During one night, upwards of fifty of the best houses in Lower Town were destroyed. The vaults containing merchandise and many precious articles did not escape the effects of the artillery. “During this dreadful conflaguration we could offer nothing but our tears and prayers at the foot of the altar at such moments as could be snatched from the necessary attention to the wounded.”

The bombing continued destroying Notre Dame des Victories and other buildings. On August 10th a shell ignited brandy in a wine cellar with the flames spreading to Notre Dame des Victoiries. The Jesuit’s church and nunnery suffered the same fate. "In addition to these misfortunes," noted Marie de la Visitation, "we had to contend with more than one enemy; famine, at all times inseparable from war, threatened to reduce us to the last extremity; upwards of six hundred persons in our building and vicinity partaking of our small means of subsistence supplied from the government stores which were likely soon to be short of what was required for the troops.”

After the stunning failure of his attack on Beauport, July 31, 1759, General Wolfe was humiliated and desperate. He set into motion the darkest chapter of his campaign, embracing the guerrilla tactics of the New World. He told his officers: “I intend to burn the whole country from Kamouraska to the Point of Lévy.” If he couldn’t capture Canada, he would destroy its harvests, its granaries and its food for the winter.

The British ranged over one hundred miles along the St. Lawrence. They laid waste to deserted villages and torched hundreds of farmhouses and barns.

News of the destruction travelled to Jean-Félix Recher, the abbé whose church in Quebec had already burned to the ground. “I heard that on the South shore, the English (as well as burning the parish of St. Antoine) have burned St. Nicholas and part of St. Croix. On the Île d’Orleans, houses in the parish of St. François, half the homes in Ste. Famille, and as well of those at Baie St. Paul were burned; and that they sent 600 men to the Lower South Shore, to burn houses and wheatfields.”

Bishop Pontbriand, the bishop of Quebec from 1741 to 1760, saw his people burning little fires of survival in shattered streets.”...the inhabitants of the town are without wood for the winter, without bread, without flour, without meat. They survive only on a few biscuits and on the salt pork which the English soldiers sell them from their rations.”

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  Notre Dame de la Victoires

Notre Dame de Quebec

Notre Dame de Quebec is the oldest parish in North America, built in 1647. Samuel de Champlain had a modest chapel dedicated to the Virgin Mary in 1633. The basilica has been destroyed twice by fire but reconstructed on the original site. During the English conquest of 1759, it was ravaged by bombardments and reconstructed. 1923 saw the last reconstruction due to a fire in 1922. A total of 350 years of construction history occurred between 1654 and 1898; 900 people are buried under the cathedral. The sanctuary lamp was a gift from Louis XIV.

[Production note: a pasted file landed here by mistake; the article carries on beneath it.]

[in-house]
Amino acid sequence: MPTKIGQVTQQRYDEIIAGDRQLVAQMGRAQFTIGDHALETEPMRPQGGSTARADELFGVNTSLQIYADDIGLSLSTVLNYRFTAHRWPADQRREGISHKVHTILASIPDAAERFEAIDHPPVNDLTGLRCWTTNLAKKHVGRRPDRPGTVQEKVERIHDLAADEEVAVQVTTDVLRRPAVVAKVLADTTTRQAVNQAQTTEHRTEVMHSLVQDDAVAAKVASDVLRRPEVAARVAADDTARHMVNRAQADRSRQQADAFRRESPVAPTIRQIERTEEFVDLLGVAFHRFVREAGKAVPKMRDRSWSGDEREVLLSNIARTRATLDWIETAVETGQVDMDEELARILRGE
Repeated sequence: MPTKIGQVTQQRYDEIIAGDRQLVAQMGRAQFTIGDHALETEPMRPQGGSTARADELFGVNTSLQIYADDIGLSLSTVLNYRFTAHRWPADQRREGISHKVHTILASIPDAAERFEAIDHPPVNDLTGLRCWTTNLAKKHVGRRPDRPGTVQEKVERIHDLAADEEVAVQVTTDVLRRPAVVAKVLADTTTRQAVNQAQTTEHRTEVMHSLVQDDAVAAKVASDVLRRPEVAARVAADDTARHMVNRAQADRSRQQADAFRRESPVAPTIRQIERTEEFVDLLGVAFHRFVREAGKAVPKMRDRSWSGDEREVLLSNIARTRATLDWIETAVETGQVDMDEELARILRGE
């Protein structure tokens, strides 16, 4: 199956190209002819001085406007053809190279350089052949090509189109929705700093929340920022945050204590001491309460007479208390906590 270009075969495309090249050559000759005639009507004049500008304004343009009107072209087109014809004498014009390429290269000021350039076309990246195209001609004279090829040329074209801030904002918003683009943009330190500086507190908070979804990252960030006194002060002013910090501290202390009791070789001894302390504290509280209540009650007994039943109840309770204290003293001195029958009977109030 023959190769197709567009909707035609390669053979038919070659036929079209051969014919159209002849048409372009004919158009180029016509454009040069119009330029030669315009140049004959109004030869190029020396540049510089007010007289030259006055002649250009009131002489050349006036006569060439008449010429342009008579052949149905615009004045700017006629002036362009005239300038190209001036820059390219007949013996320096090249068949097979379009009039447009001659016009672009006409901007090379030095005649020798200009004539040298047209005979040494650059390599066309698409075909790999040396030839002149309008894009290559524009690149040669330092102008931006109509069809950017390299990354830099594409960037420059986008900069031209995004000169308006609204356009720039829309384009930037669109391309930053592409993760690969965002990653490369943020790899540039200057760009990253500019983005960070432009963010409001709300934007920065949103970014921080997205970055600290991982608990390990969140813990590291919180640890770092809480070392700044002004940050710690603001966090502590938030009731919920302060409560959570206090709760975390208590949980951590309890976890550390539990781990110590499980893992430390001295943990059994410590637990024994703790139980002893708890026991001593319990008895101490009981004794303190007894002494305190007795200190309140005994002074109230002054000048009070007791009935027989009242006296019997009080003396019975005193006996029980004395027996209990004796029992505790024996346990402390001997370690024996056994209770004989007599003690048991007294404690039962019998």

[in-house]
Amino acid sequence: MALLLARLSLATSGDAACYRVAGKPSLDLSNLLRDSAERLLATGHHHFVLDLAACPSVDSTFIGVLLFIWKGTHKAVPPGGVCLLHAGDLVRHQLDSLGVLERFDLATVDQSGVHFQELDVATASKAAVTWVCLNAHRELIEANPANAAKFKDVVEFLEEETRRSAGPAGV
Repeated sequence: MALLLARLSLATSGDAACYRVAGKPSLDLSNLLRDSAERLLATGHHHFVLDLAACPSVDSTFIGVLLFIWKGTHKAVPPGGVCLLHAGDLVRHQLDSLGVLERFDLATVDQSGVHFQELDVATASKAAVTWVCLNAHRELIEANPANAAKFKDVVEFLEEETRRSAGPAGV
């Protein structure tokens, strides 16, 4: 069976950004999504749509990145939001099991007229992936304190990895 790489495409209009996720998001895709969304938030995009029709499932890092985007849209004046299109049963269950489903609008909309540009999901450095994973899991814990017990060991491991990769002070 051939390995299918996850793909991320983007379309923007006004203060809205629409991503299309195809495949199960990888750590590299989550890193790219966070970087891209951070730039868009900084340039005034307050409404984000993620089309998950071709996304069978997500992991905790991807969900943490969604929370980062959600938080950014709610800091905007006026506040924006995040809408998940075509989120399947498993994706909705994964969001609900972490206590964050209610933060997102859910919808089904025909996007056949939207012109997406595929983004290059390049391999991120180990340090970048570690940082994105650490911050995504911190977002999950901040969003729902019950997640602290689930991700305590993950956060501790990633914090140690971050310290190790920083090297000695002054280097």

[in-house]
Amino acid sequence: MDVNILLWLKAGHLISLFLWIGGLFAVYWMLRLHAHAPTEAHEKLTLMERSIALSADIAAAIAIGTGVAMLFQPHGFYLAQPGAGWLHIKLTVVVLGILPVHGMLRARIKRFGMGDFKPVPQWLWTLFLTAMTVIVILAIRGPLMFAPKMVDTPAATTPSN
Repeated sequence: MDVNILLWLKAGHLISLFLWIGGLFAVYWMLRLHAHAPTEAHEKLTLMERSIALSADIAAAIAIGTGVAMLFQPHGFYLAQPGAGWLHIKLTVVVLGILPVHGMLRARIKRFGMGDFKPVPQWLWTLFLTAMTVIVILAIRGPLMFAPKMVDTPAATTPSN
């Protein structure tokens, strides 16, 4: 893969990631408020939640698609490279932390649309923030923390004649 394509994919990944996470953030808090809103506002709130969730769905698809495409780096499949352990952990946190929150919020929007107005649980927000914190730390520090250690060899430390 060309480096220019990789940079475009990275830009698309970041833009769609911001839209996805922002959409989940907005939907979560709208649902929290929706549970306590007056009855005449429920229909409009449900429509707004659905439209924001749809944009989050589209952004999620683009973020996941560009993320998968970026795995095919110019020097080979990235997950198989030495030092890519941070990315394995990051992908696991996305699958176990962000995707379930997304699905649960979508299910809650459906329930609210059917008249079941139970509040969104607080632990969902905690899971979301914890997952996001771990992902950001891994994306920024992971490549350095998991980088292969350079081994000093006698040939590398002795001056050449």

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  Notre Dame de Quebec

Notre Dame du Cap de Madeleine

Worship at this church dates back to 1659, when the first chapel was built. It is located on the north shore of the St Laurent River. Jacques Buteur, the first missionary arrived in 1635 and founded Trois Rivieres before being martyred by the Iroquois. The first chapel, made of wood, was constructed in 1661 and followed by a stone chapel in 1714.
The population in 1873 increased to more than 1,000 and Father Luc Desilets, the parish priest, decided to build a larger church, which involved transporting stones from the south shore. However, the winter of 1878 was mild and the river did not freeze over. The parishioners prayed throughout January and February for the river to freeze over. By March, Father Luc Desilets vowed to preserve the small chapel slated for demolition and dedicate it to The Virgin Mary if the weather would cooperate with his plans. The ice bridge formed on March 16th for one week and the stones were hauled across to the opposite shore. The parishioners called it the ‘Bridge of Rosaries’ and it was the first miracle attributed to Notre Dame du Cap with the second miracle being “Miracle of the Eyes.”

Father Desilets dedicated the sanctuary to the Blessed Virgin and while praying in the small chapel with two others, the three men saw the statute of Mary open its eyes. Word of the new miracle brought pilgrims from Quebec and then from all over the world.

The stained glass windows were produced according to the medieval tradition by Jan Tillemans a Dutch Oblate father. He spent one year soaking in the light of Cap de la Madeleine and then another ten years to produce the stained glass art work

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  Notre Dame du Cap de Madeleine
Notre Dame du Rosaire   Notre Dame du Rosaire
Notre Dame Sept Douleurs   Notre Dame Sept Douleurs
St. Alphonse   St. Alphonse

St. Antoine sur Richelieu (or St. Antoine Padoua)

Saint Antoine sur Richelieu is located on the majestic Richelieu River and was attached to the seigneury of Contrecoeur during the 17th century. A ferry transit point was established between southern Quebec and the Saint Laurent River but it is abandoned today.

However, the ferry operates on a short route between Saint-Antoine and the village of Saint-Denis, where Antoine and Marie-Angelique Paulint, children of Antoine Paulint were baptized. It is the marriage place of Antoine Paulint, our patriot of the American Revolution. The river freezes in the winter, forming a ice-bridge for crossing. Just on the opposite side of the river is where the events of 1837-1838 of the Papineau Rebellion occurred.

  No image available


Karen Dumas Genealogy Churches in Quebec
Karen Dumas Genealogy